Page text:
Germany: Police use massive force against G8 demonstrators in Rostock
4 June 2007
A peaceful mass demonstration of an estimated 80,000 participants turned into a grim battle between thousands of heavily armed police and demonstrators—including provocative members of the “black bloc” of anarchists—on late Saturday afternoon in the northern German port city of Rostock.
The day began peacefully with tens of thousands gathering at two meeting points in Rostock for marches through the city and a final rally on the city’s dockside. The crowds of demonstrators—a large percentage of whom were in their teens or twenties—came from across Germany and many European countries to express their opposition to the G8 summit of world leaders, which takes place this week in the nearby holiday resort of Heiligendamm.
A broad mix of political and special interest groups sported a variety of banners with slogans denouncing world leaders and their policies. Cultural groups carried out colourful street performances in which figures like US President George Bush, German Chancellor Angela Merkel and Russian leader Vladimir Putin were caricatured with huge masks.
The banners, slogans and speeches of the young participants at the initial rallies made clear that the overwhelming majority of the protesters expected little positive to come out of the summit. Calls were made for the creation of a “global movement from below” to oppose capitalism and its leaders. At around 1 p.m., the demonstrators began their march through the city.
On the outskirts of the demonstration, it was clear that at the same time a massive police operation was being set into motion. Most of the city centre’s streets had been closed and were available only to continuous convoys of police vans transporting heavily garbed police from one part of the city to the other. Large units of armed police were also on the move by foot to occupy and reinforce strategic parts of the city along the route of the demonstration. Police units had been imported from as far away as the southern state of Bavaria to assist in the police operation.
The intimidating climate created by huge numbers of police was not merely directed at protesters. This reporter stood upon a public bridge with 40 other journalists and photographers seeking to take pictures of the march as it moved along its route.
Before the march arrived, a large contingent of police proceeded to attempt to physically force all of the journalists from the bridge, pushing and shoving the young men and women.
Only after protesting their right to press freedom and resisting the bullying tactics of the police was the group of journalists allowed to remain on the bridge. At the same time, a police photographer provocatively took video pictures of all those on the bridge.
As the main march arrived at its destination nearing 4 p.m., an announcement was made from one of the speaker vans accompanying the demonstration that police were preparing to move in amongst marchers. A group of youth began running away from the march to avoid a confrontation but were then chased by police. Some masked demonstrators then threw rocks and bottles at the police lines. The situation escalated rapidly, with huge numbers of police reinforcements moving in to charge at and battle with protesters.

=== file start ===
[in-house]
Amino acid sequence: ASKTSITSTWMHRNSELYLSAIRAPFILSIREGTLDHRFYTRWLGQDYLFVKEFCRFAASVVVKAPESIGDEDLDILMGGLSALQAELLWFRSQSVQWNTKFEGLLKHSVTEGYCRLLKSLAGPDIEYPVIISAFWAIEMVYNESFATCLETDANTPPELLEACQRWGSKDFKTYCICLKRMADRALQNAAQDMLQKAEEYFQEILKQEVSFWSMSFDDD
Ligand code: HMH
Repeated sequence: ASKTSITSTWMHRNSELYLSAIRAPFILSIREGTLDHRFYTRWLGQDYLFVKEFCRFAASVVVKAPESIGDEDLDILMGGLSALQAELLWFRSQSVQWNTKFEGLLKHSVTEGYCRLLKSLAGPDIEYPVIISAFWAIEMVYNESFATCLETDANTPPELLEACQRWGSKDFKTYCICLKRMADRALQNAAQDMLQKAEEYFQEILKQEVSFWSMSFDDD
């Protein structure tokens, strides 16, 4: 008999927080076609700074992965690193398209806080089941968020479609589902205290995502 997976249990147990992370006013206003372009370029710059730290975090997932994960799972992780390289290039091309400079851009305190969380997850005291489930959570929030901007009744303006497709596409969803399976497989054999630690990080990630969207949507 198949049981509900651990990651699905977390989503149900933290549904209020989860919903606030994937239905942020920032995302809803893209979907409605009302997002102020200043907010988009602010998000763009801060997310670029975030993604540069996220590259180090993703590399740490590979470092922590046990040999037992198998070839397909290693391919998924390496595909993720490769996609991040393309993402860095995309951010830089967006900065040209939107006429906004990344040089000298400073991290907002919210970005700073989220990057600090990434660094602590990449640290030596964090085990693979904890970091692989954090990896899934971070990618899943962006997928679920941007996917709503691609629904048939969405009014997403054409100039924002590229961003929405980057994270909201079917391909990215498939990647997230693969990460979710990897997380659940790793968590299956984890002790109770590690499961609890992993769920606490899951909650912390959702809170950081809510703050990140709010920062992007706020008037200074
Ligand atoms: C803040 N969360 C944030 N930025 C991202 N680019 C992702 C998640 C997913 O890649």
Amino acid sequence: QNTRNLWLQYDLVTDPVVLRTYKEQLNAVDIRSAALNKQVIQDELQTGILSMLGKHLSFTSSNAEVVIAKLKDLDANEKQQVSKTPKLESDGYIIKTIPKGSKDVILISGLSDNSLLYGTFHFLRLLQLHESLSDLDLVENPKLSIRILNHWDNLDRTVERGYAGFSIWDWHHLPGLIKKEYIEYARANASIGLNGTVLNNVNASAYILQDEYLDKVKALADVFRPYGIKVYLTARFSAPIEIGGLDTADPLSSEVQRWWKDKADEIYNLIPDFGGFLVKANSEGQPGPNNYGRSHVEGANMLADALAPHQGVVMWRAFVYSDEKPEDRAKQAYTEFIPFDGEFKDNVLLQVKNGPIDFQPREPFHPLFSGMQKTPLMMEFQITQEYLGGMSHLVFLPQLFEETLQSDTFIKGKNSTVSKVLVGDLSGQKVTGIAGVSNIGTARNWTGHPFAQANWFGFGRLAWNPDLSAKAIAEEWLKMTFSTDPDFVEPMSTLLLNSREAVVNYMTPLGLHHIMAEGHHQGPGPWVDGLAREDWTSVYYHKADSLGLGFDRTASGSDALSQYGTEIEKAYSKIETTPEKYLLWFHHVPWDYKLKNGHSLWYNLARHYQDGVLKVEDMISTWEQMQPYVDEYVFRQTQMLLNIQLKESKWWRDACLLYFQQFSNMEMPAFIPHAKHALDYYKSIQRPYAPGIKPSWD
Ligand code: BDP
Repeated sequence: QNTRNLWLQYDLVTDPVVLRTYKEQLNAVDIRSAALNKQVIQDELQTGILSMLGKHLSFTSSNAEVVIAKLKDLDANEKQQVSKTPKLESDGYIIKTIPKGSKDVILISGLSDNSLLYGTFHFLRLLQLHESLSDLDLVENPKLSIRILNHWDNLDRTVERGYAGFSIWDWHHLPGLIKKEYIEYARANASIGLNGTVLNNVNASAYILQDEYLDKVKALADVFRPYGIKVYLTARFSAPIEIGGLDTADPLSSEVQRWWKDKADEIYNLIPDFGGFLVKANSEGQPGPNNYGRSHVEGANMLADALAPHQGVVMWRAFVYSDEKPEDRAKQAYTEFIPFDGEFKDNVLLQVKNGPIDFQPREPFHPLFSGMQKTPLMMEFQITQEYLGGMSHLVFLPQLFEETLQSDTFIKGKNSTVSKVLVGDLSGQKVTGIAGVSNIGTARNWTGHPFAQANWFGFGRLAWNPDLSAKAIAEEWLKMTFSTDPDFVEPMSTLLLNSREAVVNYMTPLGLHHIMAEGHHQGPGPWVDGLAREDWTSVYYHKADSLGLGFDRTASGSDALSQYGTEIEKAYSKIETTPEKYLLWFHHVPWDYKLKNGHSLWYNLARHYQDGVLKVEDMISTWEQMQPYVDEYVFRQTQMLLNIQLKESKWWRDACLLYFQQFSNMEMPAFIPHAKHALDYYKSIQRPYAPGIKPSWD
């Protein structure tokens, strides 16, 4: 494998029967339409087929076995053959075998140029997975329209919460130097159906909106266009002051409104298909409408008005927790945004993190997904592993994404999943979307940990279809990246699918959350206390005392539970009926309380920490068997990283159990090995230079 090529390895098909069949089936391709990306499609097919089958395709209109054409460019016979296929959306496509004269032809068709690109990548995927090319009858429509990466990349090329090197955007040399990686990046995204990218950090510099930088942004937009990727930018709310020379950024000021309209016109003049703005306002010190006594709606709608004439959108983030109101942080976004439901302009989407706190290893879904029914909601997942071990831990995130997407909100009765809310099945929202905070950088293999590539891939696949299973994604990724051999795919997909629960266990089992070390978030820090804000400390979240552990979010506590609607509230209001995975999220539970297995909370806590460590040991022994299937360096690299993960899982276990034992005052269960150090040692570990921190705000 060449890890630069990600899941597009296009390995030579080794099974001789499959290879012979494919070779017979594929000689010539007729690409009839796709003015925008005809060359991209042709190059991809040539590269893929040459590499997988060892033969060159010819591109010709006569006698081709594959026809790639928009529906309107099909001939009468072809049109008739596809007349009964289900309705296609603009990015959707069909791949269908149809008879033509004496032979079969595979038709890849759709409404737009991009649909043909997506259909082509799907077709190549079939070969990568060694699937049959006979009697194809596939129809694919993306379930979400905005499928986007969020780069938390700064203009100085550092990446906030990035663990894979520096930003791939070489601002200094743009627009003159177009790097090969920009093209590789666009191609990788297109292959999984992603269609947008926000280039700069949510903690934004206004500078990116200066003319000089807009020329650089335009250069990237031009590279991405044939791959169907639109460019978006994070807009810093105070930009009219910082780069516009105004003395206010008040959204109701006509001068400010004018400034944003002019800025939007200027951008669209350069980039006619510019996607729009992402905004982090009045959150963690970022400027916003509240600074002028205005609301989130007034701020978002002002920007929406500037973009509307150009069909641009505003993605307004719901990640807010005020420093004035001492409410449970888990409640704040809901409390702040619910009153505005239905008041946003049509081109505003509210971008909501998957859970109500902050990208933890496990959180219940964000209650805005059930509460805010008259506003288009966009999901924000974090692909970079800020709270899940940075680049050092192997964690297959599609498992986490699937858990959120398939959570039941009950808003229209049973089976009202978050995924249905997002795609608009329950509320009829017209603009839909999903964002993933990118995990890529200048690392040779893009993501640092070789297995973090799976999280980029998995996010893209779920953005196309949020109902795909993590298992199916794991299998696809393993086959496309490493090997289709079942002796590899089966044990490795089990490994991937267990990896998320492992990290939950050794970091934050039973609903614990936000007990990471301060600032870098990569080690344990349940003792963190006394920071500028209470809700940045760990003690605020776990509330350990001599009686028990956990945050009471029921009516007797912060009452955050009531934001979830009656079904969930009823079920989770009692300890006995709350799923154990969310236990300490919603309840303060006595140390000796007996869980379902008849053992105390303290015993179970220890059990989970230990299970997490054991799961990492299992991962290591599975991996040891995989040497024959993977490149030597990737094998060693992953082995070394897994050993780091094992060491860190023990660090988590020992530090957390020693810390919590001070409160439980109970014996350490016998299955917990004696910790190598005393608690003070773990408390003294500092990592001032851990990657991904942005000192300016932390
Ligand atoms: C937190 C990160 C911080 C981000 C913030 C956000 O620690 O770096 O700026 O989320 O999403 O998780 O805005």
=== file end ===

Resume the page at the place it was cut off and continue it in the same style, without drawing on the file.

A police helicopter, which had hovered overhead for the entire period of the demonstration, then flew demonstrably low over the large stage that had been set up for the final rally. Speakers from the stage appealing for calm could hardly be heard over the noise of the helicopter, and it was impossible to continue with the planned programme of speakers and music. Police tactics intensified as frustration grew and water cannon were employed to spray demonstrators and clear the main road alongside the dock area.
As a result of the street battles, which went on into the evening, a total of 520 demonstrators were injured with 20 severely injured. An estimated 165 protesters were arrested, and police also claimed many casualties.
The Republican Union of Attorneys (RAV) condemned the brutal actions of the police in Rostock, which it claimed were responsible for escalating the fighting and subsequent injuries. The RAV listed examples of medical aid orderlies who were physically prevented by police from assisting injured protesters. Attorneys attending the demonstration were prevented from giving legal assistance to demonstrators apprehended by police, and witnesses reported how police forced detained persons to their knees and restrained them in such a manner as to prevent them being able to communicate with other persons.
As was the case in the Italian city of Genoa in the anti-G8 protest in 2002, the so-called “black bloc” of anarchists played a thoroughly dubious role in the skirmishes and fighting in Rostock. In the course of the investigation into the death of a demonstrator in Genoa in 2002, it was revealed that the Italian police had infiltrated its agents into the “black bloc” and relied on such agents provocateurs to provide the spark that enabled the police to move in with a bloody and ruthless offensive.
It is well known that the German intelligence service has also stepped up its infiltration of such anarchist groups in the run-up to the G8 summit. In its edition of May 14, Der Spiegel magazine reported that the BND had made the observation and infiltration of anti-globalisation groups a central emphasis of its work: “All preparatory meetings are subject to surveillance and those groups involved infiltrated by undercover agents.”